Street vendor attacks


Andres Morales

Street vendor Jesus Morra on his routine vending.

When a street vendor hits the streets for their daily routine of selling their mangos, raspados, and elotes, they arrive at a local neighborhood. The sounds of bells start ringing, the smell of the sweet mouth-watering snacks fills the air, and that’s your sign to come get your treat. You come out and witness two hooded men destroy the stand, throwing anything they see. The street vendor tries to fight back, but he is no match for the two men. A neighbor hears the commotion and threatens to call the police, causing the two men to flee from the scene.

The attacks are mostly targeted towards the Latino community. Most street vendors are undocumented and are unaware of their rights under the First Amendment. The attackers target populations that are vulnerable. Some victims of these attacks are afraid to speak due to their immigration status. When word spread of what was happening, Santa Ana council members David Penaloza, Jessie Lopez, Johnathan Ryan Hernandez, Nelida Mendoza, and Mayor Vicente Sarmiento were supportive of the street vendors.

Council member Hernandez said, “Many street vendors think the First Amendment rights don’t apply to them because of their status.”

The Santa Ana community is home to many street vendors. Due to the recent attacks, many street vendors have started to second guess the city they call home.

Street vendor Jesus Morra said, “I feel sad because they are only people trying to get ahead and make a living.”

Hernandez said, “There has been a decrease in street vendors since the attacks started, especially around the neighboring comunities.”

Morra has been working for five years as a street vendor.

 “I’ve been trying to get by, although it’s been challenging. What’s hard is finding customers, especially at a time when we are in a pandemic,” he said.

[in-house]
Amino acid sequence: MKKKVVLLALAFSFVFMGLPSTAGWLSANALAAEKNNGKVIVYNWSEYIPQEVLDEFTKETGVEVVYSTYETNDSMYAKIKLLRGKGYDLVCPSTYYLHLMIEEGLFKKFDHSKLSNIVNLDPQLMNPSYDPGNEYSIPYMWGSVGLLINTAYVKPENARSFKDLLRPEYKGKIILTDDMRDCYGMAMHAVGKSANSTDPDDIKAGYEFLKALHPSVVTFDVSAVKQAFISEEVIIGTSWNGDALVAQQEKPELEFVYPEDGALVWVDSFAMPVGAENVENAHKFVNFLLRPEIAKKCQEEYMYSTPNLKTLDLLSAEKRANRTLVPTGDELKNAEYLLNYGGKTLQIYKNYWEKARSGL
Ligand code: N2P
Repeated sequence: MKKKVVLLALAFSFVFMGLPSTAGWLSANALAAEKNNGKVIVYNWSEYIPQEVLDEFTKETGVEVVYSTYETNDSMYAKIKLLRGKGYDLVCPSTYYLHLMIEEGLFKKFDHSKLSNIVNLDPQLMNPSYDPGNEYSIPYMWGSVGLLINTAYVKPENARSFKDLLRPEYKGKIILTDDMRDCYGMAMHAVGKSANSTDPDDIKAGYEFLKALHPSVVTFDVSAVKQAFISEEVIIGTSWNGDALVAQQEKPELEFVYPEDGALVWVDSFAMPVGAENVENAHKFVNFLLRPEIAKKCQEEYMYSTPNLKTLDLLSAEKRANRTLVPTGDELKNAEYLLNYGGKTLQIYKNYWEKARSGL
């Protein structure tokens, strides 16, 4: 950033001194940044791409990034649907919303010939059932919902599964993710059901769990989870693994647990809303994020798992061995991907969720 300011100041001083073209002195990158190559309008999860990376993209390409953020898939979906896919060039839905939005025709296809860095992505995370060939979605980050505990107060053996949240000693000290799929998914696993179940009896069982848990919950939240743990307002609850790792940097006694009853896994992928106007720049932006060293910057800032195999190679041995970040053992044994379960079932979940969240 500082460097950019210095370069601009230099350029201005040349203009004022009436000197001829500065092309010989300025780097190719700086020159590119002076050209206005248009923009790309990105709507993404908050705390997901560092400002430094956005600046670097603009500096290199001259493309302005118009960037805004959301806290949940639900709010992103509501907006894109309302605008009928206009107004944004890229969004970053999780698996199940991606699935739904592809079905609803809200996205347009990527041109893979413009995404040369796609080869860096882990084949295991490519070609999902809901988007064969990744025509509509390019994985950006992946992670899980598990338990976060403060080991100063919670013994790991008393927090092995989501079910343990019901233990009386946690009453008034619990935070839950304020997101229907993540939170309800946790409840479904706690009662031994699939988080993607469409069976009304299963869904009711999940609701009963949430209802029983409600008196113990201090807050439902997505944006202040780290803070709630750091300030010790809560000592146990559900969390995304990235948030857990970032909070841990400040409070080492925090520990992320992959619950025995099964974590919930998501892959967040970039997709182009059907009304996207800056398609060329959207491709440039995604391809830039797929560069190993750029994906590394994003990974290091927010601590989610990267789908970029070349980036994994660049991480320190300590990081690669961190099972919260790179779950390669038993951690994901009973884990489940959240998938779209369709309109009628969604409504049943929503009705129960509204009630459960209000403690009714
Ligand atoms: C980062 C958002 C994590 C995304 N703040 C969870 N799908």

Morra was lucky enough not to be an unfortunate victim of these attacks, but Jimena Alverez wasn’t.

“One minute I’m fixing my things to go home, next thing I know my stand gets knocked over by three masked men, all I could do was stand by while my stand was being destroyed. I didn’t do anything because I was afraid of what could happen to me,” she said.

These attacks have brought a huge shock to the Santa Ana community and its residents.

Hernandez said, ”These attacks are considered as hate crimes especially since the majority of street vendors are considered Latino.”

Elisa Ochoa, a senior resident who has been living in Santa Ana for over 30 years, claims that she has never heard or witnessed attacks such as these on street vendors.

Ochoa said, “I’ve never witnessed such behavior and violence in all my time here. It’s truly sad how people could do these things to people that have an honest job, not committing any harm to anyone.”

Some people have started to blame these attacks on social media platforms such as TikTok.

Ochoa said, “These new trends on TikTok have a massive impact on the younger generation, encouraging them to commit acts such as vandalism and assault.”